You may be tempted to blame the Sox hitters, but, other than Pedroia's home run and Jason Bay's single, no one could put the bat on the ball. Batters were tentative and unsure. I've never seen so many check swings! Speaking of which, I flipped out when the home plate umpire called JD Drew out with bases loaded on a check swing. The ball was no where near the strike zone, and the check swing was borderline (Varitek later was given a ball for a worse check swing). At least check with the third base umpire! I hate seeing the umpire take the bat out of their hands, but at the same time, Drew did not know what to do with those pitches. Just wish he had another chance.

Also, what was with the mystery strike three on Mark Kotsay in the 9th inning? Clearly a ball, and replays showed it (even though the announcers glossed over that one). Yes, I'm unhappy about those calls, because each little thing matters at that stage of the game. But, that's not why they lost. They lost because the Rays stymied the Sox bats. The Sox pitched great; Jon Lester was terrific allowing only 3 runs in 7 innings. You cannot expect to win when you only score one run. That is the problem. The Rays' pitching did not succumb to the pressure. They shook it off, and pitched great. The umpires helped a bit, in the examples I cited, but that is all part of the game too.

It turned out to be a well done, well played, exciting series. The Rays had a great year, never let up, and managed to survive a classic Red Sox ALCS comeback. They deserve their place in the World Series. Now, get out there and make this an exciting WS for us, represent the American League well, and we'll be back to do it all again next year.

Sunday, October 19, 2008

Red Sox Smell Blood

I'm still a little confused. Are the Rays named after a fish, or a beam of light? They have a fish tank in center field full of Rays, and yet they have a sunshine sort of symbol on their jerseys. If they are fish, I might quip, "the tide is going out fast on the Rays' first post-season", or I might say "the sun is setting on the Rays' brilliant season", or something like that. Either way, I cannot help but hum a Queen song in my mind as I think about their plight; "Under Pressure".

I think the Red Sox have made it clear, once and for all, that it is simply a waste of time to count out a playoff team, even when their back is to the wall. You cannot say, "it looks like it is all over for the Red Sox this year", or anything like that. Instead, you need to say things like, "the Red Sox are down 3 games to 1, and are in a perfect position to make this a truly exciting playoff series".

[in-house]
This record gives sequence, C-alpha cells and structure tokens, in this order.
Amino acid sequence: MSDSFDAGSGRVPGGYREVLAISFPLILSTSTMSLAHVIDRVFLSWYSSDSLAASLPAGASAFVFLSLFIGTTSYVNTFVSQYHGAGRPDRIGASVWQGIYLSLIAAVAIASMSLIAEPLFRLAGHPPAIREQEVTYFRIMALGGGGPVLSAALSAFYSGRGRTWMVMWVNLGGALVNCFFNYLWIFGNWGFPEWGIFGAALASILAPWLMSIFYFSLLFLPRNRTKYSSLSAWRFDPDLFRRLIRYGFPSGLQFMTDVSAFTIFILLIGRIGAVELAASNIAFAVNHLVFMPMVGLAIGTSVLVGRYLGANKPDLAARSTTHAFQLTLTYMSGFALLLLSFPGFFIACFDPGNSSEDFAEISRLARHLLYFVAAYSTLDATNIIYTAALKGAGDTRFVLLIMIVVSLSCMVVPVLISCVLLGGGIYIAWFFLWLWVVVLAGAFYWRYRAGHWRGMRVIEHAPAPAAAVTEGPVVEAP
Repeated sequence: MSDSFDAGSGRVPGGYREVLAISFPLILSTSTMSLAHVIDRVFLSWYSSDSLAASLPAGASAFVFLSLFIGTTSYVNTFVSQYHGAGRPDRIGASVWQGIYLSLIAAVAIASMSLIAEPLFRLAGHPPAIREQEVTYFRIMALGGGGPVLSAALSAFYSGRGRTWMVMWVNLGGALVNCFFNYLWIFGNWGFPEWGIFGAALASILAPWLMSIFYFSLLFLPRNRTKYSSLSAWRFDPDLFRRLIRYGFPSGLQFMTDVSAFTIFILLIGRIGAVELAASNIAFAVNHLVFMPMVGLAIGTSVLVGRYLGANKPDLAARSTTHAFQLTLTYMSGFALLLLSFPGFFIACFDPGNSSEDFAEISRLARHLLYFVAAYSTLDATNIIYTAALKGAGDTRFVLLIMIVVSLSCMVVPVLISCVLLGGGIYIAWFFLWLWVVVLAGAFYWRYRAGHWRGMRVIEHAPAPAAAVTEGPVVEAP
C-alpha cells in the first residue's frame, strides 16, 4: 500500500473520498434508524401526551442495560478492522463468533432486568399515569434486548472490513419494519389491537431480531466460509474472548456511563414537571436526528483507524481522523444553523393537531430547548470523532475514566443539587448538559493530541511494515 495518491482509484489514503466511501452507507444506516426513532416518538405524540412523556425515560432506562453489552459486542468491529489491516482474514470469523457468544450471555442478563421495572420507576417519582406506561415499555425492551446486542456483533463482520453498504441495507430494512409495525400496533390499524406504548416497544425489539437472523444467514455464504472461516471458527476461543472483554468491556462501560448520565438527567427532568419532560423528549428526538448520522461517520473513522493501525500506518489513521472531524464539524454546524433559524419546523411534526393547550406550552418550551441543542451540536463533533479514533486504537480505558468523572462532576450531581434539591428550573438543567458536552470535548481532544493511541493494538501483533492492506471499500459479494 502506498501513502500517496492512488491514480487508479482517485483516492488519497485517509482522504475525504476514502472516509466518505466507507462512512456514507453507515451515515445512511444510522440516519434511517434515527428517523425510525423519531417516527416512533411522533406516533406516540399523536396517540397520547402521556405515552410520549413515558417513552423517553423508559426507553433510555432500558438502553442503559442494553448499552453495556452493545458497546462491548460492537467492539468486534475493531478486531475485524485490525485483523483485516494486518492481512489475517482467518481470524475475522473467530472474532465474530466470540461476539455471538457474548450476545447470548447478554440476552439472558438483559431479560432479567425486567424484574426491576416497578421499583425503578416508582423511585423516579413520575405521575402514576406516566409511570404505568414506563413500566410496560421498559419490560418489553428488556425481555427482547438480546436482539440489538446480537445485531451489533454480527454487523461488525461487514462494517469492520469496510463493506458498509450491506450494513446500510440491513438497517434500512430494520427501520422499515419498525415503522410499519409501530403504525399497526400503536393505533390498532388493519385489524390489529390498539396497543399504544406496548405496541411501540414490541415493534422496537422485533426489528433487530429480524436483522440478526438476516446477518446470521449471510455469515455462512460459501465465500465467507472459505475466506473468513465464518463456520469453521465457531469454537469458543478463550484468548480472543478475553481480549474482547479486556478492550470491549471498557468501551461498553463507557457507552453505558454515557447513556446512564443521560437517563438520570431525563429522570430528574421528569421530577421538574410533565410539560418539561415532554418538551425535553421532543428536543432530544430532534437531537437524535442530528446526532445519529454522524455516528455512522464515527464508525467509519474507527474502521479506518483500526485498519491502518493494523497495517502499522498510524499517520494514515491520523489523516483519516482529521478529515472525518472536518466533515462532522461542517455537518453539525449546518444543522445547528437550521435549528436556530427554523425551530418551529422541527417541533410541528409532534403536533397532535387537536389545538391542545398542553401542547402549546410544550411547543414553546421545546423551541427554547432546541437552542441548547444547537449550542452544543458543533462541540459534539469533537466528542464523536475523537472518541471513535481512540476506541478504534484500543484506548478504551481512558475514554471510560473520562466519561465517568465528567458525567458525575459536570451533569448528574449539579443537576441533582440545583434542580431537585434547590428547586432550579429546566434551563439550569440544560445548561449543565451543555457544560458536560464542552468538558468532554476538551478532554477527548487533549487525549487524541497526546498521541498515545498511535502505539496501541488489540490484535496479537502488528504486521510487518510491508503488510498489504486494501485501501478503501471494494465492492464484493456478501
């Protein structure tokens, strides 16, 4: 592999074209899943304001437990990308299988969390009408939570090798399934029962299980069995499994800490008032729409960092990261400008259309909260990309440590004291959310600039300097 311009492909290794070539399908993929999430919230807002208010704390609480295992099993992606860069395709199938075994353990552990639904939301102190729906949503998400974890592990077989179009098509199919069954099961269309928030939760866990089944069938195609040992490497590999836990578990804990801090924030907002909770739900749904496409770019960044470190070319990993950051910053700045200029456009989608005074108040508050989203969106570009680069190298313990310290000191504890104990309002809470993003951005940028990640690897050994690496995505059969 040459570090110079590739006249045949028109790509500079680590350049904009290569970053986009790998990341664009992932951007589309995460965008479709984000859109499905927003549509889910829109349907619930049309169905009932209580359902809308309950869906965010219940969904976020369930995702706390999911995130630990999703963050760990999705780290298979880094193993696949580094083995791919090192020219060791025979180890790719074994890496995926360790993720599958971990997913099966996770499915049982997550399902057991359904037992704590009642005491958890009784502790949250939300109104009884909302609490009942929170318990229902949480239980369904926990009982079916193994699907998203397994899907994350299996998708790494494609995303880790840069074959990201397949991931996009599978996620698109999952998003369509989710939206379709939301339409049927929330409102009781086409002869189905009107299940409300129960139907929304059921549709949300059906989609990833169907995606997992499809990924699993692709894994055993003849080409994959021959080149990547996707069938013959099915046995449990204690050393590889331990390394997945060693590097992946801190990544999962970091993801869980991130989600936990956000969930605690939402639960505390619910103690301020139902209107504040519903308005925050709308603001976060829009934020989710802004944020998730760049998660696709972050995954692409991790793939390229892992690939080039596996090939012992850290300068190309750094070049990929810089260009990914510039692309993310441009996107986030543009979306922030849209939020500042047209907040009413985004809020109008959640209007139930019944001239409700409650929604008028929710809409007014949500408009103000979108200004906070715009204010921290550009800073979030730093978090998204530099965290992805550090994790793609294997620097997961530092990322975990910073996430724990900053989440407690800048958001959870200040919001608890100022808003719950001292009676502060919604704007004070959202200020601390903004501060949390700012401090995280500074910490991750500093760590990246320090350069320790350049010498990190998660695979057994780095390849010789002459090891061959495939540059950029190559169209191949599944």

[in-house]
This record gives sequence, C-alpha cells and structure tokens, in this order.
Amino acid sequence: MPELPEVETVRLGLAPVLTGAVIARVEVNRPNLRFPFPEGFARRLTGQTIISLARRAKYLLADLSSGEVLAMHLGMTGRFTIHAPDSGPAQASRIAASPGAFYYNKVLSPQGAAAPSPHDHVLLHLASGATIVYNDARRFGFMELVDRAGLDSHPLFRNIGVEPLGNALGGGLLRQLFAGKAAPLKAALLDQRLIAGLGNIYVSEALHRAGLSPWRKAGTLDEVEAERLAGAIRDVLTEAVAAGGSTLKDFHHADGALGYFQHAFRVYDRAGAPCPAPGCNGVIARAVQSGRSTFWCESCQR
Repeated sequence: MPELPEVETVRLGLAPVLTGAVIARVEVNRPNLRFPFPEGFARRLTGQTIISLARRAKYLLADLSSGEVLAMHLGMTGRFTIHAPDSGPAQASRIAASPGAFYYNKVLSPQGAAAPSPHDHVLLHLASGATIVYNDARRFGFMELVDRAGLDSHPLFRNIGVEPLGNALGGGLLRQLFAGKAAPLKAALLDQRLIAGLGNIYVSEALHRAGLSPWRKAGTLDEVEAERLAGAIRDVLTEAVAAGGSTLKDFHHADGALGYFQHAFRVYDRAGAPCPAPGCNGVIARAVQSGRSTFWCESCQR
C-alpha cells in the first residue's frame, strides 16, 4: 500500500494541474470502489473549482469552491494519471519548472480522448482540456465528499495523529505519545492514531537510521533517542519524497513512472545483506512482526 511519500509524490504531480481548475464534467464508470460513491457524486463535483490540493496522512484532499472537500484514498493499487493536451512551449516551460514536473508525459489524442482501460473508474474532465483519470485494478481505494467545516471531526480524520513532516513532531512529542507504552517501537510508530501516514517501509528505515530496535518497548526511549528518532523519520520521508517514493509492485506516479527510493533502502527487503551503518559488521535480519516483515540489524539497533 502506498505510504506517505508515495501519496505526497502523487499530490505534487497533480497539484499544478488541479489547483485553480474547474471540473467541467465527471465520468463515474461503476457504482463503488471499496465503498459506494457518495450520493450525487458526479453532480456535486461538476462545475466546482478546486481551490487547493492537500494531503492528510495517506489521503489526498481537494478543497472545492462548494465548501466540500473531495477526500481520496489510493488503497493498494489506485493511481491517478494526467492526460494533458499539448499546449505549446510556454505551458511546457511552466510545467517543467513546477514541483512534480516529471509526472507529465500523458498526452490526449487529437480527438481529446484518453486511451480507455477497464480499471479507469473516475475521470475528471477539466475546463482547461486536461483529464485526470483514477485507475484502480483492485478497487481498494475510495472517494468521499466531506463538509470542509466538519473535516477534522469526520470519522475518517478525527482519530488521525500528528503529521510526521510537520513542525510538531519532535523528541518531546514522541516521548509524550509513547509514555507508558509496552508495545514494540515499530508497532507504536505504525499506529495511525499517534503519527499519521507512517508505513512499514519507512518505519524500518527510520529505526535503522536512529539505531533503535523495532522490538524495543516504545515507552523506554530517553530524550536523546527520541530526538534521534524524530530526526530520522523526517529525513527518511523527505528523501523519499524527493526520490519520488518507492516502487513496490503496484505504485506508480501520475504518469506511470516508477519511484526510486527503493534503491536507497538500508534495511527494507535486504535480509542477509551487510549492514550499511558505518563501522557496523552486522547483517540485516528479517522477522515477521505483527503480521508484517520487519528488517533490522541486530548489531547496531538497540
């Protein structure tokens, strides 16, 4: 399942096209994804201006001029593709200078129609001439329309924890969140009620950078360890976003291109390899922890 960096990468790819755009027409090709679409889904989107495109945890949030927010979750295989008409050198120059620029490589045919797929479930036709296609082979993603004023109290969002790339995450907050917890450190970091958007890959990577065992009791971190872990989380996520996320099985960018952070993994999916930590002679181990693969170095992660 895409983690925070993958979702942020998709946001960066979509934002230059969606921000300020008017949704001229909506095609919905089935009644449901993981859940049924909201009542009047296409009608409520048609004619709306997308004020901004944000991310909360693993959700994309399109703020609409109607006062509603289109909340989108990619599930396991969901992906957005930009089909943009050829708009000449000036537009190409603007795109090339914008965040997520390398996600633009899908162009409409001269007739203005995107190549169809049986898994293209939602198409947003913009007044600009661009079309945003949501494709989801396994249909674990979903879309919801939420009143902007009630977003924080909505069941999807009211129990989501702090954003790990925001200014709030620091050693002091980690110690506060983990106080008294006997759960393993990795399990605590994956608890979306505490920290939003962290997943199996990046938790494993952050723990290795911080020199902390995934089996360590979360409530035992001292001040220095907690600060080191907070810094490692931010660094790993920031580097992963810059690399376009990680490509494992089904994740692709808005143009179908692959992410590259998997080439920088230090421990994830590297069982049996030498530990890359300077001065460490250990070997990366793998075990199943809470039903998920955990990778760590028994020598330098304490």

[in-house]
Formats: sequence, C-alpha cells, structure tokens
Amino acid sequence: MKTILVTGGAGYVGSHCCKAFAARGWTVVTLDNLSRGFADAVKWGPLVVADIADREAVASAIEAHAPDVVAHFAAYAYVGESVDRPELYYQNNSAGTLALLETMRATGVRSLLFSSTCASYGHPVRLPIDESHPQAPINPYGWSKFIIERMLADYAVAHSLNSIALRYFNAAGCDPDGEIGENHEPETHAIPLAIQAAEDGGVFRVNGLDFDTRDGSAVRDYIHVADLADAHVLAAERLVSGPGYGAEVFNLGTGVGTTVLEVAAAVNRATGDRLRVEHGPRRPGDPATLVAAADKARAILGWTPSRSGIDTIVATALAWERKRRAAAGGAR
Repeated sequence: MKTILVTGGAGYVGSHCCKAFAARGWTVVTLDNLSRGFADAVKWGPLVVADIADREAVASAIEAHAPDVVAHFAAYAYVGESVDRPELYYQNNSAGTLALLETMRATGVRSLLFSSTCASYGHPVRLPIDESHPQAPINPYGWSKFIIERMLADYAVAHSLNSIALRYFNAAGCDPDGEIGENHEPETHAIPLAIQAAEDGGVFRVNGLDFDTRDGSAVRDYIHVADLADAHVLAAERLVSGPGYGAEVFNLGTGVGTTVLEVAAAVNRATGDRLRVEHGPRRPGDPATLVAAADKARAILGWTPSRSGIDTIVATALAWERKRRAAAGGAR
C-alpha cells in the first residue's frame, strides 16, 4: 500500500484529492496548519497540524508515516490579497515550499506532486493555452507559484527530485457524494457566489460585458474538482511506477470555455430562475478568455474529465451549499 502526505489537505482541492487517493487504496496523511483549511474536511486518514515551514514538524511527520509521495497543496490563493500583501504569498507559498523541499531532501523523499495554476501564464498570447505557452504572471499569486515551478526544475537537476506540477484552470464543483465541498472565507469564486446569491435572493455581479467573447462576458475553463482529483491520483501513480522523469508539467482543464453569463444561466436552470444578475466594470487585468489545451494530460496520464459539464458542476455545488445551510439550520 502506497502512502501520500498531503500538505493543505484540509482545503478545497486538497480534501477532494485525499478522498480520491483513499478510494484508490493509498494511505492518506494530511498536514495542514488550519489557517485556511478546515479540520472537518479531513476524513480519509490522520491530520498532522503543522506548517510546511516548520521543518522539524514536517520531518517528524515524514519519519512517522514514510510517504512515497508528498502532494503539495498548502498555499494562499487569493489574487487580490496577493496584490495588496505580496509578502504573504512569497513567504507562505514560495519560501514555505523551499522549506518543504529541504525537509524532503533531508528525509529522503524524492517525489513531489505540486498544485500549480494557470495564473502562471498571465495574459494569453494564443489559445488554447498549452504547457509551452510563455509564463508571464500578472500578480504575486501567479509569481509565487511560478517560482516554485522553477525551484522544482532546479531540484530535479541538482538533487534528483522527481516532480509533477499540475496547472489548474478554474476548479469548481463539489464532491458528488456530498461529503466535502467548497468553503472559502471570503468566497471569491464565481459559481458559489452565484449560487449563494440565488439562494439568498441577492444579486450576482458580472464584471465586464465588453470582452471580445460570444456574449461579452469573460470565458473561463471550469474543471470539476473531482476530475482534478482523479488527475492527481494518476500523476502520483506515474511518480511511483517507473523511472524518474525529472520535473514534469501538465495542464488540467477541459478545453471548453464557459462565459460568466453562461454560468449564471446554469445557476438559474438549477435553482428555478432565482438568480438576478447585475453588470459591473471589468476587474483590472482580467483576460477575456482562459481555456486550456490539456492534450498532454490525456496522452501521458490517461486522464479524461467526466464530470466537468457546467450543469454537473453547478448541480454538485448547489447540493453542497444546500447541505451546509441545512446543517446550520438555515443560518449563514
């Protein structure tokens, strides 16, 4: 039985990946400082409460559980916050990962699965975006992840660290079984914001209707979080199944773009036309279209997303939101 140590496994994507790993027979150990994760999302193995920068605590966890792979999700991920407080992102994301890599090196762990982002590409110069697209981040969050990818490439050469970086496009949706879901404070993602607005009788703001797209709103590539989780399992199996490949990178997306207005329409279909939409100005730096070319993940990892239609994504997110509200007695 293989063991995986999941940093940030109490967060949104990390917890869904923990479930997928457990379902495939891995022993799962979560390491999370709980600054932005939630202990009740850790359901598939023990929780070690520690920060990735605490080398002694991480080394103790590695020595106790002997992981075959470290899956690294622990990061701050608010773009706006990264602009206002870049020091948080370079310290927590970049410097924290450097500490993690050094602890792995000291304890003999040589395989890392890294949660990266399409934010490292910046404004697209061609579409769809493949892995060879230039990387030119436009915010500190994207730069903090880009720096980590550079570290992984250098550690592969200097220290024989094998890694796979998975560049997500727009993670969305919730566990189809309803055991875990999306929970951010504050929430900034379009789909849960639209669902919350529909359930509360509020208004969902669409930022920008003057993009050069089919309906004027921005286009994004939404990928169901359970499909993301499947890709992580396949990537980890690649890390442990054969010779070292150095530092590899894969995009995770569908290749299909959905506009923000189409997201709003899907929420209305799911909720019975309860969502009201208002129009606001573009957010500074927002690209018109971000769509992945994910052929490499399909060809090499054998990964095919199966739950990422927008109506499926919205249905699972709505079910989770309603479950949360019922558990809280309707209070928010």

Yes, I was very nervous about Terry Francona's move to start Josh Beckett in yesterday's game. I knew Beckett would battle like a gladiator, but there is only so much a wounded soldier can do. In the end, Beckett was no where near his 2007 post-season brilliance, but he did pitch well, relying on spotting his fastball, and mixing in the curve ball more than usual. The result was that he lasted 5 innings, only allowing 2 solo home runs. The bullpen gave him incredible support with 4 shoutout innings from Hideki Okajima (2 innings), Justin Masterson, and Jonathan Papelbon.

The Sox matched the Rays' solo home runs with 2 of their own, thanks to Kevin Youkilis and our very own captain, Jason Varitek. Tek had made us all groan in the second inning when the Sox looked like they were about to run Rays' starter, James Shields, out of the game. But runners at first and second with two outs, Varitek ended the inning with an easy fly out. The solo home run in the 6th inning made up for that nicely.

The Rays did not completely implode last night, but they look like they are feeling the pressure. The swagger has lost a touch of its swag, the head held high is drooping just a bit. This team has never faced this kind of heat. Playoffs are one thing, but getting bowled over in game 5 by an historic come-back team while standing directly in the bright hot light of the national media seems to be getting them nervous.

The largest crowd, by my estimation, ever to attend a Rays' home game was in the stands last night. 40,947 people came out and brought a real playoff atmosphere to the dome. I tip my hat to you all for that. Hopefully even more will turn out tonight. Regardless of the outcome, tonight's game will be a piece of baseball history. Either the Red Sox will have miraculously escaped, yet again, from the jaws of defeat, or the Rays will be on their way to their very first World Series.

Now, if the contest was to see who could spit the most times per inning, I'm afraid Jon Lester would have his work cut out for him. Matt Garza can spit with the very best players in history (just watch him tonight, and count how many times he spits in an inning). But, thankfully, spitting does not count, and a rested Lester should prove to be a hell of a challenge for the Rays tonight. My real concern is for Papelbon. He did a nice job last night, but his fastball was about 5 or 6 miles per hour slower than normal. I doubt that was intentional. If he was fatigued last night, he'll be more so tonight. If this game is close, I can't imagine being with an effective Papelbon. Keep you fingers crossed on that one.

Under Pressure!